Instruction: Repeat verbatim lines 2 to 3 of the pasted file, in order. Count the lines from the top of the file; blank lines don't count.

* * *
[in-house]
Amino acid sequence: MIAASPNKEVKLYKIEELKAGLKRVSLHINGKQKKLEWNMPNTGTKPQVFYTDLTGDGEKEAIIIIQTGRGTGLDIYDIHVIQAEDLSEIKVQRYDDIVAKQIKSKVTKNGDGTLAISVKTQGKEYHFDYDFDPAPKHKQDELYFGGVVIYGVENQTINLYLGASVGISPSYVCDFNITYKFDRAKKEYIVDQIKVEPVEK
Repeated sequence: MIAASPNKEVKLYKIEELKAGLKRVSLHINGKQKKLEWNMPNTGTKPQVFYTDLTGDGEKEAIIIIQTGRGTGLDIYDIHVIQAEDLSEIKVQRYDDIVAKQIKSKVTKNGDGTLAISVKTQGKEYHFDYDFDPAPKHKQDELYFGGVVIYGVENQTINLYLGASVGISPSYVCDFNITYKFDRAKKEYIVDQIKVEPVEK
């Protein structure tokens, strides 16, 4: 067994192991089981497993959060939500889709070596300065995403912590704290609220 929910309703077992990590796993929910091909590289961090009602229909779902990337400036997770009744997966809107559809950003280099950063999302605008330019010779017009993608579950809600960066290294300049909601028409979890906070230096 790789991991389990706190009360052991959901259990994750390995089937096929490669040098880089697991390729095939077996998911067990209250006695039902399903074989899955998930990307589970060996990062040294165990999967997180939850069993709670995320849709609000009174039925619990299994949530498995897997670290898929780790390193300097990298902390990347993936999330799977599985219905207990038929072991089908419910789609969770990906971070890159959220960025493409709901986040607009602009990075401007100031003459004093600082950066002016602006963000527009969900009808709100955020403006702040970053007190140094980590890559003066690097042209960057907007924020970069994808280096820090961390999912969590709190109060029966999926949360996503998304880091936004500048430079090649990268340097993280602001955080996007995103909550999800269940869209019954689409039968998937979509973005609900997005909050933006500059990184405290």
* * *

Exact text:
Amino acid sequence: MIAASPNKEVKLYKIEELKAGLKRVSLHINGKQKKLEWNMPNTGTKPQVFYTDLTGDGEKEAIIIIQTGRGTGLDIYDIHVIQAEDLSEIKVQRYDDIVAKQIKSKVTKNGDGTLAISVKTQGKEYHFDYDFDPAPKHKQDELYFGGVVIYGVENQTINLYLGASVGISPSYVCDFNITYKFDRAKKEYIVDQIKVEPVEK
Repeated sequence: MIAASPNKEVKLYKIEELKAGLKRVSLHINGKQKKLEWNMPNTGTKPQVFYTDLTGDGEKEAIIIIQTGRGTGLDIYDIHVIQAEDLSEIKVQRYDDIVAKQIKSKVTKNGDGTLAISVKTQGKEYHFDYDFDPAPKHKQDELYFGGVVIYGVENQTINLYLGASVGISPSYVCDFNITYKFDRAKKEYIVDQIKVEPVEK